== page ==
Adoption Blog

June 13, 2016

Adoption Scam! Sharing the Lessons Learned

I know in my heart that each and every one of us waiting to become parents through adoption will know the joy of holding our baby. It is just a matter of when it will happen.  Like many of you, my process has been long and filled with all kinds of unbelievable bumps and moments of hope.  I have never experienced such a roller coaster of emotions!

There is no question that the adoption world is changing now that social media plays such a prominent role in our lives.  Adoption connection sites like Adoptimist are creating new possibilities for families and expectant parents.  But they are also creating new expectations and challenges.  Adjusting for these challenges and developing awareness helps us all maintain a healthy and realistic approach to adoption.

Like many of you, I have been scammed. Twice. For nothing more than my undivided attention.  It is heartbreaking, devastating, confounding, cruel, and soul reaching. Before I stepped into the world of online adoption profiles, I had never heard the term “Emotional Scamming”.  I had been educated on red flags and financial scam tactics, but the concept of someone feigning pregnancy to receive attention, emotional support and/or personal connection, honestly, never even occurred to me.  When it happened the first time, I sought help for navigating the next time I was contacted.  When it happened a second time, I realized there were things I could do to prevent this from happening to me or anyone else in the adoption community.  I hope that by sharing the lessons I have learned I will be doing something to to make the adoption experience positive for everyone.

First contact: Be warm, welcoming, and open. AND immediately loop in your agency, attorney and/or social worker. Have them request pregnancy verification and begin options counseling with the expectant mother.  If she is serious, she will submit paper work. A woman who really wants to make a plan for her baby or who truly needs support, will make sure it happens.  If she does not want to do these things after a few calls or texts, disengage - as hard as that is.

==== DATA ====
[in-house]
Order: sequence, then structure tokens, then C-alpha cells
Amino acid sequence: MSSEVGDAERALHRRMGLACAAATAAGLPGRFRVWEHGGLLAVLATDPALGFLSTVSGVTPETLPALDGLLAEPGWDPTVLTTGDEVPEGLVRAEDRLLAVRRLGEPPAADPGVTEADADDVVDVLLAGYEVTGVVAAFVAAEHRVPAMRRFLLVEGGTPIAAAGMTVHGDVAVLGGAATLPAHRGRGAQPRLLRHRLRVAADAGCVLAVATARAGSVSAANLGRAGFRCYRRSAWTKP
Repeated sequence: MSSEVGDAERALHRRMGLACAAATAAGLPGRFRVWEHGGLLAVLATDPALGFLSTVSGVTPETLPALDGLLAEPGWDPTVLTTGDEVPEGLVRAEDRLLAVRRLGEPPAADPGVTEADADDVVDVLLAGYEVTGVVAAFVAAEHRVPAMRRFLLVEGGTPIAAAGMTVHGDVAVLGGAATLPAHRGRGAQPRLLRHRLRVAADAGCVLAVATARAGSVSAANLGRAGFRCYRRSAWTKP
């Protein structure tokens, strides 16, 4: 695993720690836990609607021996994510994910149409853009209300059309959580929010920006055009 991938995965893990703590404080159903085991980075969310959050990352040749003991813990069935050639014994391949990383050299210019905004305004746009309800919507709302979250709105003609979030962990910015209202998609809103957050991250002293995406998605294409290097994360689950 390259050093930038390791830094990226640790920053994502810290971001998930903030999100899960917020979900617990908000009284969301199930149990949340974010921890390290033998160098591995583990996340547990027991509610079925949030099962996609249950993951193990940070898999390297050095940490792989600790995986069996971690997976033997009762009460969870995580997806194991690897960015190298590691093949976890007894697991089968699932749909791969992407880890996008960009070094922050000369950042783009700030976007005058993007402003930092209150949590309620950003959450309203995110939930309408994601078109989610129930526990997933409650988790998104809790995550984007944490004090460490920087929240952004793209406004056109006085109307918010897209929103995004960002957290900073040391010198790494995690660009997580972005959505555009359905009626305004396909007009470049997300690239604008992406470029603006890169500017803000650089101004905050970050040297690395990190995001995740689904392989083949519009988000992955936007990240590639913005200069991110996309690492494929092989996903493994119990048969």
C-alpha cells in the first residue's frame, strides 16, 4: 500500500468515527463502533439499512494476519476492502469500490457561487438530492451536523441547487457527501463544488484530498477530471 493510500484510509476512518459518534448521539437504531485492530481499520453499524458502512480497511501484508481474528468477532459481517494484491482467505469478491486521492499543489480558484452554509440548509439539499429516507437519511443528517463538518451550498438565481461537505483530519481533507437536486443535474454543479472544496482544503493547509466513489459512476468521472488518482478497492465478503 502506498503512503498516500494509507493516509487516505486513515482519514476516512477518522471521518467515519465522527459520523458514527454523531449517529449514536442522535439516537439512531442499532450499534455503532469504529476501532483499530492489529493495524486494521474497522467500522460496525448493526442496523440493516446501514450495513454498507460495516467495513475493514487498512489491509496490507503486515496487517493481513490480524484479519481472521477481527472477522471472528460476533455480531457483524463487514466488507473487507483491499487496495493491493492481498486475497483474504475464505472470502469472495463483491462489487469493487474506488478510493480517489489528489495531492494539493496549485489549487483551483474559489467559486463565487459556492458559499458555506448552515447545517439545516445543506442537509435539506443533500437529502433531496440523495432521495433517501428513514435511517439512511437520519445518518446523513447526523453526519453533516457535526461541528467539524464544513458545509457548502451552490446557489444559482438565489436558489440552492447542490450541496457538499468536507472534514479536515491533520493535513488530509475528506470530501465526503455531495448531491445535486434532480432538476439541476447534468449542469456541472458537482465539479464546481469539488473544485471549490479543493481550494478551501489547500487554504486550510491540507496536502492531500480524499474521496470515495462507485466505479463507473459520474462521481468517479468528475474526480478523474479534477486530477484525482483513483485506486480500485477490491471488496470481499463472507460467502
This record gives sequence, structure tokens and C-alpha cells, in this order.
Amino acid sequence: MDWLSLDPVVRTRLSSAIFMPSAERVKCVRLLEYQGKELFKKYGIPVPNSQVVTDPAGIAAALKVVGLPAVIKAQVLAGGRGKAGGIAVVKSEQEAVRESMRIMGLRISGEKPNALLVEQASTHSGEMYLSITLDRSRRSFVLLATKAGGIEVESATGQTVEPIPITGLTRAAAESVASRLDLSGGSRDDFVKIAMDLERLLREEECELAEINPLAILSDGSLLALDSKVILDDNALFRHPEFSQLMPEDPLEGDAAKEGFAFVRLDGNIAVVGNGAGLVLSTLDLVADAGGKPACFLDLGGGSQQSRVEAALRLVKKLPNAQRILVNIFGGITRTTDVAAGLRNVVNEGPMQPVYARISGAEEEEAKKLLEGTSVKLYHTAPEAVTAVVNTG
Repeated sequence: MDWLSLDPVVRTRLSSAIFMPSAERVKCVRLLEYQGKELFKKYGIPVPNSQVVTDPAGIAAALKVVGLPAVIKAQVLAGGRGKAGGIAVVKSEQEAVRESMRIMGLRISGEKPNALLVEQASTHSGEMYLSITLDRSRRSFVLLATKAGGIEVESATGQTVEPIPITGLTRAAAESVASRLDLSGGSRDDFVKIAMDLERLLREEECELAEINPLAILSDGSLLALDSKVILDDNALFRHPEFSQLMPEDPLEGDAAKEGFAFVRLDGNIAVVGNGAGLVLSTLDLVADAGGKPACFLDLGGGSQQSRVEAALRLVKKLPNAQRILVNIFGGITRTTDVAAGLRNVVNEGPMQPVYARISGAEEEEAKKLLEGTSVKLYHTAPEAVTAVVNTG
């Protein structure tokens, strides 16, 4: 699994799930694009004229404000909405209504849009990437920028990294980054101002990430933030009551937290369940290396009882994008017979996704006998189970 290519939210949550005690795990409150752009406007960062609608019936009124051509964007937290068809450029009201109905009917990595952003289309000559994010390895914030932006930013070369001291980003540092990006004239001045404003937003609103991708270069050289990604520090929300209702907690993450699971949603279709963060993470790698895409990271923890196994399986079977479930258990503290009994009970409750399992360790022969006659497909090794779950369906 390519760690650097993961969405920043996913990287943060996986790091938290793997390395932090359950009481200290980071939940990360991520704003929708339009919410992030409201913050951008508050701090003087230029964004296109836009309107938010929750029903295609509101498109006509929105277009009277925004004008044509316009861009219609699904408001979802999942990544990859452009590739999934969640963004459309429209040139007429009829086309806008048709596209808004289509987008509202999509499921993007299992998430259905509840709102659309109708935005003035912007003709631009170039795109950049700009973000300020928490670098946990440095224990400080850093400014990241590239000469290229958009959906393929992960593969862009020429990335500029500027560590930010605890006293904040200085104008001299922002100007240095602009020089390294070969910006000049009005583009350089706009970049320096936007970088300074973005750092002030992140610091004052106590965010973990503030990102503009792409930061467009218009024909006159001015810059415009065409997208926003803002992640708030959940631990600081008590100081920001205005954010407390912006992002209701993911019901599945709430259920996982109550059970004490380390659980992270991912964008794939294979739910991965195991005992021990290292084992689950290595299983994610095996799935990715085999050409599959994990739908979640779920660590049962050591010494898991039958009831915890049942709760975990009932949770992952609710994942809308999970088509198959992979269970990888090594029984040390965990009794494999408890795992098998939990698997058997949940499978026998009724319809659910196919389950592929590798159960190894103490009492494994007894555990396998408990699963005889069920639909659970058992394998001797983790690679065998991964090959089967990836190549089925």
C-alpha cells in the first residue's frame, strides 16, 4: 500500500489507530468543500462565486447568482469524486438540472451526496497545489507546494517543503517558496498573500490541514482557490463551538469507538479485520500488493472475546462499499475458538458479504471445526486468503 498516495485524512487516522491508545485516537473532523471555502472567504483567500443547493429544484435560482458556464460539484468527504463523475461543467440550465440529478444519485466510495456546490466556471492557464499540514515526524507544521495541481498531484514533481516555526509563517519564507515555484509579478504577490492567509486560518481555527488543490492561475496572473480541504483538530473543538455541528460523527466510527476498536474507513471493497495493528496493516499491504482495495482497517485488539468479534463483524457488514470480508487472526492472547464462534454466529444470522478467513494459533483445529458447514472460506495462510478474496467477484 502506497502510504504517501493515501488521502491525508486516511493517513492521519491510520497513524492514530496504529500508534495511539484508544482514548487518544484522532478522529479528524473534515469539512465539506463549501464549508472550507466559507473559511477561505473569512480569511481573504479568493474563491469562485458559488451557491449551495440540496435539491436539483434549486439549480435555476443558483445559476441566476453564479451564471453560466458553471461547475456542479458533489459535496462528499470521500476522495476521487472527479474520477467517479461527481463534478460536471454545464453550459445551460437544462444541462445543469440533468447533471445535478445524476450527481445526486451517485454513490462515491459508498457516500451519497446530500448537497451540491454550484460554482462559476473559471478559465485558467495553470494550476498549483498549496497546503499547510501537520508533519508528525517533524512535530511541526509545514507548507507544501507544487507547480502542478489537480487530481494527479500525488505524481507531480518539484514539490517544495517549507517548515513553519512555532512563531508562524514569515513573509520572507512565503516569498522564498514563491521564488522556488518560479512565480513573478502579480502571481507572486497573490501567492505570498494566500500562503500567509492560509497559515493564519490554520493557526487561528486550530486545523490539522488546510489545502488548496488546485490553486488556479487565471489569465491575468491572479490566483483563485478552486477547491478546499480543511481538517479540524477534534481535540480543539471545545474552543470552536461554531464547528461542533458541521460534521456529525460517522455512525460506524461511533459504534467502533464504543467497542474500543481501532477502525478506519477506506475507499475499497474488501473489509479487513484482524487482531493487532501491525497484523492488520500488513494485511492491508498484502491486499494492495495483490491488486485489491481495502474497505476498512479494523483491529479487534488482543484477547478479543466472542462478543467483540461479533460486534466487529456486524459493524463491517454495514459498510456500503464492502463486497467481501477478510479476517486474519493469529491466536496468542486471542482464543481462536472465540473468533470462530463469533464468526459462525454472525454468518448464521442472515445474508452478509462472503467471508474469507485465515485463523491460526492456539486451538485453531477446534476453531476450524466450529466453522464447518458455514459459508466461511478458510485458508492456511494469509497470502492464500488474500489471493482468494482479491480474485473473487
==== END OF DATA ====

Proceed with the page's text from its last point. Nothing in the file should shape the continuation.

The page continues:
If you are comfortable, list your adoption counselor’s, agency, social worker or attorney’s contact information of your profile. Not your own.  All first contact goes to my agency for screening.  You are paying them to protect you. Take advantage of it.  They are the experts and not as emotionally involved as we are. They can filter out scammers better than we can.

If you want to have first contact, set a time frame for yourself.  How many phone calls, texts or emails are you willing to engage in before paperwork and pregnancy verification are submitted?  One of the tricky aspects of social media sites is that it sets up the expectation of direct contact with prospective families before the expectant mother has talked to professionals.  She may think you can just make an arrangement between in the two of you without understanding the legal requirements.  She has to speak to and/or meet in person an adoption professional before any match can go forward.